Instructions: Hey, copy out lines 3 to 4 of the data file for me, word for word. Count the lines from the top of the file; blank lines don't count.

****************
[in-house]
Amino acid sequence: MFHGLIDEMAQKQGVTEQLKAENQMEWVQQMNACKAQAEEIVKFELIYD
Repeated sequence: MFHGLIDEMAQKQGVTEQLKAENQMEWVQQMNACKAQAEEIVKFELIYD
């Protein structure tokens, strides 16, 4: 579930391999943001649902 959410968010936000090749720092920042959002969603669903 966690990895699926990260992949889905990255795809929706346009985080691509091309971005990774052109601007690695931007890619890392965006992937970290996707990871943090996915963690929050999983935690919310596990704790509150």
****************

Repeated sequence: MFHGLIDEMAQKQGVTEQLKAENQMEWVQQMNACKAQAEEIVKFELIYD
């Protein structure tokens, strides 16, 4: 579930391999943001649902 959410968010936000090749720092920042959002969603669903 966690990895699926990260992949889905990255795809929706346009985080691509091309971005990774052109601007690695931007890619890392965006992937970290996707990871943090996915963690929050999983935690919310596990704790509150």